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Just yesterday, Singaporean Redditor VPee shared his/her UberPOOL not-so fantastic experience, and ventured a query – “is this normal?”.

First of all, here’s what VPee posted:

“She didn’t offer any apologies, not even a clenched teeth “sorry about this”.”

This immediately led to several Singaporeans also chirping in to contribute their personal anecdotes while taking UberPOOL, most of them being not very positive as well:

“No apologies no whatever”
“That woman was odious and the tension was unbearable.”
“I had to bear with 30mins of touchy-feely between them.”
“I should have probably done something more.”

But of course, for the benefit of a doubt, this thread might simply have attracted those with bad experiences, so I decided to check out others online.

On another Reddit thread titled “How has UberPool been treating you?” posted 2 months ago, and the experiences were slightly more balanced, save for this poor fella who was pulled a fast one by his driver:


“Sorry to tell you this, but your driver absolutely lied to you.”


Are Singaporeans Ready For Commercial Carpooling?

UberPOOL was introduced to us at the end of June, and promised to get “more butts into fewer cars”. What it also promised were cheaper rides, and less congestion over time, which is an attractive idea to those of us who experience hellish jams every morning.

From the experiences we’ve read online, the concept did deliver – in a way.

There are definitely more people in one car for a single ride as compared to the usual load, and discounting cheating UberPOOL drivers, the fares are lower, but a common rant heard is the time taken to get to a location.

In fact, some even advice to only use the POOL option if one’s not in a rush.

Advice on UberPOOL

However, more time taken to get to a location can’t be blamed on the driver due to the nature of roads which require long detours, and what’s actually more pressing is the bad behaviour from some riders.

In fact, a Redditor who claims to be an Uber driver also contributed his two-cents in terms of his experience:

“Majority of the others treat us quite well.”

The thing is, though – carpooling actually isn’t something completely new to us Singaporeans.

For example, RydeGrabHitch and Swiftback have been players in the carpool market longer than (relatively) newer entrant UberPOOL, but they work rather differently from UberPOOL’s model.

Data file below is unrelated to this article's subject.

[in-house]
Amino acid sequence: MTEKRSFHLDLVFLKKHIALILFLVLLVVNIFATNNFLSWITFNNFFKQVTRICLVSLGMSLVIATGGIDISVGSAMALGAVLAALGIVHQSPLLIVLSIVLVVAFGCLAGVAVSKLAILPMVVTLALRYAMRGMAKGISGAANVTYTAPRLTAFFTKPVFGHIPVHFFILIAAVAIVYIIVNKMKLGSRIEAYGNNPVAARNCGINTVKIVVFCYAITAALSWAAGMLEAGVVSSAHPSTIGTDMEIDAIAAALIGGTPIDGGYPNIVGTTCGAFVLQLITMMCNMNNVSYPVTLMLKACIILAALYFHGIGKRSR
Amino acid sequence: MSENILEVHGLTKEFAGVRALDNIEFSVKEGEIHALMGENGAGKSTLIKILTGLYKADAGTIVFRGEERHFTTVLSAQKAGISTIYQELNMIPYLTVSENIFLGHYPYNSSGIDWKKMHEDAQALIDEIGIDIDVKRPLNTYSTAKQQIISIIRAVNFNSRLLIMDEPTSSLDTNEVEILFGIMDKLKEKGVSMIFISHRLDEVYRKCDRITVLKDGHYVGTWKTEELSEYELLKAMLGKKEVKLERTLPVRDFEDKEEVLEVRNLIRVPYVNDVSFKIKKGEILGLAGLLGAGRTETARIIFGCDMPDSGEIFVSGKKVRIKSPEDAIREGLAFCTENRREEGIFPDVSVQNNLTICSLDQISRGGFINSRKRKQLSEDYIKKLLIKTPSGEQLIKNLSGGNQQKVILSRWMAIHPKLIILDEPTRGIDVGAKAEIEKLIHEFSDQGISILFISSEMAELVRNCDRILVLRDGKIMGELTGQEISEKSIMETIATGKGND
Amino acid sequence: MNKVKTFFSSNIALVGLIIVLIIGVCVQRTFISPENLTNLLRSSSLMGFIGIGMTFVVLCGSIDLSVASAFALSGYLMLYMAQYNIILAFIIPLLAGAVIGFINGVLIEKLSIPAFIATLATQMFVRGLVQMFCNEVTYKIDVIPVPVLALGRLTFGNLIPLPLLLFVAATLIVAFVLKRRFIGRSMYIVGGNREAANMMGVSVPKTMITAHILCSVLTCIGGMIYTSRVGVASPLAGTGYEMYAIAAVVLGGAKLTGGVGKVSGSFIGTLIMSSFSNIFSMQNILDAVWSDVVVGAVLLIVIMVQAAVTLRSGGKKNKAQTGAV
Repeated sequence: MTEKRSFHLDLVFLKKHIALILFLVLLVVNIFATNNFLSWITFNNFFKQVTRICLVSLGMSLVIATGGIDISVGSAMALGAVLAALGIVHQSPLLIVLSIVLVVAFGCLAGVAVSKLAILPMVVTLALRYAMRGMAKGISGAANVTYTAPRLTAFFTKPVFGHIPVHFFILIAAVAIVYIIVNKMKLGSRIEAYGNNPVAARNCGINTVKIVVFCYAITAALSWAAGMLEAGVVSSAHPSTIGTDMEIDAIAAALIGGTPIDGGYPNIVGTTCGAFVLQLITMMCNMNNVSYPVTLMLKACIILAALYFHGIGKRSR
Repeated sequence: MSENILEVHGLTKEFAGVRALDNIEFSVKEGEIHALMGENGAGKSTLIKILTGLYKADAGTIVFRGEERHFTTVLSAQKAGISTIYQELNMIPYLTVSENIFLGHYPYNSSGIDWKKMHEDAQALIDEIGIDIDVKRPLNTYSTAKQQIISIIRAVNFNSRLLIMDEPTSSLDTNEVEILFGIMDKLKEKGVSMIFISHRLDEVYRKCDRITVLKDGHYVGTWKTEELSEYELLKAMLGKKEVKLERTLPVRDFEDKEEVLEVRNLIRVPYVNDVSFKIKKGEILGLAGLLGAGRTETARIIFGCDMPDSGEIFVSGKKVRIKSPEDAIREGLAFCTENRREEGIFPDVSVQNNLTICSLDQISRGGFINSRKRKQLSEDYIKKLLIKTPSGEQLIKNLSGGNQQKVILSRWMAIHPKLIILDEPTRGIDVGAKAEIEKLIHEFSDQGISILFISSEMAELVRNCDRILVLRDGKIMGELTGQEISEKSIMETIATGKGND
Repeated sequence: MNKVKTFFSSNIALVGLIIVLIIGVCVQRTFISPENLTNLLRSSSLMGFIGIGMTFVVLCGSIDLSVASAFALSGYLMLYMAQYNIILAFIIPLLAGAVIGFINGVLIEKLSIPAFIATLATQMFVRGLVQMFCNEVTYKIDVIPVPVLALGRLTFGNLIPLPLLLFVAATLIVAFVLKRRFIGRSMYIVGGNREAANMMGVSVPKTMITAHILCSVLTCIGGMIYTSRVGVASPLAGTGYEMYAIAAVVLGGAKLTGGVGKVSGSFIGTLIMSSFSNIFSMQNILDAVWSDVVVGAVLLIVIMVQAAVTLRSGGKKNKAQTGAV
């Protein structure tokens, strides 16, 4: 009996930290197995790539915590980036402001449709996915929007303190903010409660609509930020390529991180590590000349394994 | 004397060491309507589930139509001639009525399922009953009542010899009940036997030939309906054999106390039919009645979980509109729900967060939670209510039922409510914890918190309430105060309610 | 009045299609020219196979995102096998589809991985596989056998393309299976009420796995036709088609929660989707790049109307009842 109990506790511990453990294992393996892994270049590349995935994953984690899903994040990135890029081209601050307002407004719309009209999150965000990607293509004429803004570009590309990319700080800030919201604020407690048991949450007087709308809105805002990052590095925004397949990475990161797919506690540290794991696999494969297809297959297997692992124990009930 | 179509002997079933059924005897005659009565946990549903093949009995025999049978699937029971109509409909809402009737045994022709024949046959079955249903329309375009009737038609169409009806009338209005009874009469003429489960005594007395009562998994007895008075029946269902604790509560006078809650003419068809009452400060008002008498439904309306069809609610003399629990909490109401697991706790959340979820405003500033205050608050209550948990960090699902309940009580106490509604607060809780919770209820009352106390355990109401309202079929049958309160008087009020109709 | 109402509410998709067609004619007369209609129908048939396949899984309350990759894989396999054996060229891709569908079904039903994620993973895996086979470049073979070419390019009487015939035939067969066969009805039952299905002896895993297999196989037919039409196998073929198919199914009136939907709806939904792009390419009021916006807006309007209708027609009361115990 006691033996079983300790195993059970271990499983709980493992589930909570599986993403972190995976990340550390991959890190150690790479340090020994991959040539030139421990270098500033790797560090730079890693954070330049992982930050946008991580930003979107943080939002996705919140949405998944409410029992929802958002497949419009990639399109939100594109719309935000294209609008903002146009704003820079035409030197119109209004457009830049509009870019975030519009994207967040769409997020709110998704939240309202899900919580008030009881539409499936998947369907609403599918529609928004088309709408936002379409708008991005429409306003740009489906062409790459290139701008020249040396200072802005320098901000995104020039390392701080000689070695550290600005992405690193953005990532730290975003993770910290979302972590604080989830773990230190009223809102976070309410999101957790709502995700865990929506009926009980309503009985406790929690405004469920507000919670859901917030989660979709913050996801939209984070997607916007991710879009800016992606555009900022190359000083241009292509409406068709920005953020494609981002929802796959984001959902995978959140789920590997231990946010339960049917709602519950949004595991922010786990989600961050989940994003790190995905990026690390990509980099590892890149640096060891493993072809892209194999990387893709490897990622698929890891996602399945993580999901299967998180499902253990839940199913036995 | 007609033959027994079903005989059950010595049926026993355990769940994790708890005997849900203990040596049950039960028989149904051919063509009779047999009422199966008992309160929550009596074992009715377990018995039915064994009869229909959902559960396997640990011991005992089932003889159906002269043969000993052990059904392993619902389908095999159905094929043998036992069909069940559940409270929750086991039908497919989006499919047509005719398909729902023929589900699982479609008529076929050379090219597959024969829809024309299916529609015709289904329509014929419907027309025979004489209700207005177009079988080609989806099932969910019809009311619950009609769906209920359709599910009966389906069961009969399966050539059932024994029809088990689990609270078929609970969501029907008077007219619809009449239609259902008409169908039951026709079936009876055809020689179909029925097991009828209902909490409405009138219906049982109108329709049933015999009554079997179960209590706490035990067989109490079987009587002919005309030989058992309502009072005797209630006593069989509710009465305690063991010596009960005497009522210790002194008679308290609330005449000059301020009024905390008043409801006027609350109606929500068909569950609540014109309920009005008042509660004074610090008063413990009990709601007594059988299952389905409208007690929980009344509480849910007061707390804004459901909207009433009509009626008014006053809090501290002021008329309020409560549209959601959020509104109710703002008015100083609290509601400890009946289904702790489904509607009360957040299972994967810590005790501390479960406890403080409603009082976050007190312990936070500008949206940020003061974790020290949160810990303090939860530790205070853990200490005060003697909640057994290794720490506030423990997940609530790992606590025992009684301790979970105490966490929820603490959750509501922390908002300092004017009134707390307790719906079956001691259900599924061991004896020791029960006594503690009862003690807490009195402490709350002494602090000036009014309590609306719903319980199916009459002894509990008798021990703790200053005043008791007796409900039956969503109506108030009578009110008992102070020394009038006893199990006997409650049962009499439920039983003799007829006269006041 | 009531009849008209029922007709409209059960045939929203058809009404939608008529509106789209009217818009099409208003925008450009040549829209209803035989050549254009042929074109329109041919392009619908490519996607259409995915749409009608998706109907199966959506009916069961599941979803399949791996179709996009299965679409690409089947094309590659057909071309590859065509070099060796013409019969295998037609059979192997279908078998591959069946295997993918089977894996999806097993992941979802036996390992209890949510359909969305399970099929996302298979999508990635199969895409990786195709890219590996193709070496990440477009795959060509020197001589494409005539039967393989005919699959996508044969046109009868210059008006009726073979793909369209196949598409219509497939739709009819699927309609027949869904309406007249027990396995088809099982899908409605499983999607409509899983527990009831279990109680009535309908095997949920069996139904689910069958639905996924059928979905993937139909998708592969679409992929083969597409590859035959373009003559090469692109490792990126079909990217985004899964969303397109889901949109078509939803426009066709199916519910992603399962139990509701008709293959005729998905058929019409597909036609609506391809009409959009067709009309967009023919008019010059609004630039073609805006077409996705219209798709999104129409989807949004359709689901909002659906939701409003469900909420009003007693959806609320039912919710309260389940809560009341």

As Moneysmart summarises in its piece on Uber’s vs. Grab’s carpool options:

“uberPOOL cars are driven by commercial drivers no different from your regular uberX driver. The only difference is that when these drivers opt to accept uberPOOL bookings, they get to pick up multiple passengers on one trip. As a result, passengers pay less per trip (even if they’re the only one in the vehicle).

GrabHitch is different in that it’s presented as a car sharing app which is not meant to let drivers earn money, but rather simply defray the cost of petrol since they have to make a longer trip. The incentive is supposed to be the social interaction and getting to know people.”

So perhaps the problem is that due to the ‘commercial’ nature of POOL, some of these riders treat the drivers as merely service providers they can order around.

There’s no way to curb bad behaviour, but for those of us who do POOL and have witnessed bad behaviour, perhaps the least we could do is to diffuse the situation.

Service is a two-way street, and just like us, Uber drivers are just people wanting to make a salary like ourselves.

“Please remember uber drivers are normal people too.”

Featured Image Credits: Uber

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(UEN 201431998C.)

Vulcan Post aims to be the knowledge hub of Singapore and Malaysia.

© 2021 GRVTY Media Pte. Ltd.
(UEN 201431998C.)